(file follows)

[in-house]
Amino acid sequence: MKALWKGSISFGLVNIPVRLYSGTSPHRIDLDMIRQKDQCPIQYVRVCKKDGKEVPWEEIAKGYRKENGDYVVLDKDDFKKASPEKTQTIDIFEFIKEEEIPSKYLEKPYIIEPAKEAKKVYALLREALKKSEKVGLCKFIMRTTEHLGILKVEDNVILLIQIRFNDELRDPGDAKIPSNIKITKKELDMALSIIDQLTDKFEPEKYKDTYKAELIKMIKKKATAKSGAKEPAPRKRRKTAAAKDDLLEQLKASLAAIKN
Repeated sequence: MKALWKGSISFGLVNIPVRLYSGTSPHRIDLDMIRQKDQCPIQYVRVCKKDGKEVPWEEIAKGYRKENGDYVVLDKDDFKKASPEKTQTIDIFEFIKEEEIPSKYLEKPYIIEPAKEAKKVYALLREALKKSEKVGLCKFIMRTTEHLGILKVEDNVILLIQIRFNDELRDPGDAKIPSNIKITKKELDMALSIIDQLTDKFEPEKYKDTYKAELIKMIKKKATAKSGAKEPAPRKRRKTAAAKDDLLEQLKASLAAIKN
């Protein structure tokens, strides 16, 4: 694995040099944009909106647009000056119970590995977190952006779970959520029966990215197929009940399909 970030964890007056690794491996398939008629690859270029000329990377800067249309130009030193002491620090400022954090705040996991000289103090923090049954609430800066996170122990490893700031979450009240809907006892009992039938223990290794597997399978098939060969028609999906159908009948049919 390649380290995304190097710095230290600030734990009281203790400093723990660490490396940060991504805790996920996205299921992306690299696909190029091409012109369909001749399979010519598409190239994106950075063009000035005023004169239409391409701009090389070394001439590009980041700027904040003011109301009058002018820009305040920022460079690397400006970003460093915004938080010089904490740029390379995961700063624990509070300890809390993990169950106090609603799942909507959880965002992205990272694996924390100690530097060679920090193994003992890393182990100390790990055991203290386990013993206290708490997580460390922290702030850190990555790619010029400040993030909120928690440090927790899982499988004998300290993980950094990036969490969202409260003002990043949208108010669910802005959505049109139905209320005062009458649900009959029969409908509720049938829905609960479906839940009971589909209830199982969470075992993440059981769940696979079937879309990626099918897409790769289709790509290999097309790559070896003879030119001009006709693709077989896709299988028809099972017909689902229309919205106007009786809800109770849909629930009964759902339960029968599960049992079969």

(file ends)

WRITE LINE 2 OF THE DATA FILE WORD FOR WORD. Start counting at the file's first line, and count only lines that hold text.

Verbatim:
Amino acid sequence: MKALWKGSISFGLVNIPVRLYSGTSPHRIDLDMIRQKDQCPIQYVRVCKKDGKEVPWEEIAKGYRKENGDYVVLDKDDFKKASPEKTQTIDIFEFIKEEEIPSKYLEKPYIIEPAKEAKKVYALLREALKKSEKVGLCKFIMRTTEHLGILKVEDNVILLIQIRFNDELRDPGDAKIPSNIKITKKELDMALSIIDQLTDKFEPEKYKDTYKAELIKMIKKKATAKSGAKEPAPRKRRKTAAAKDDLLEQLKASLAAIKN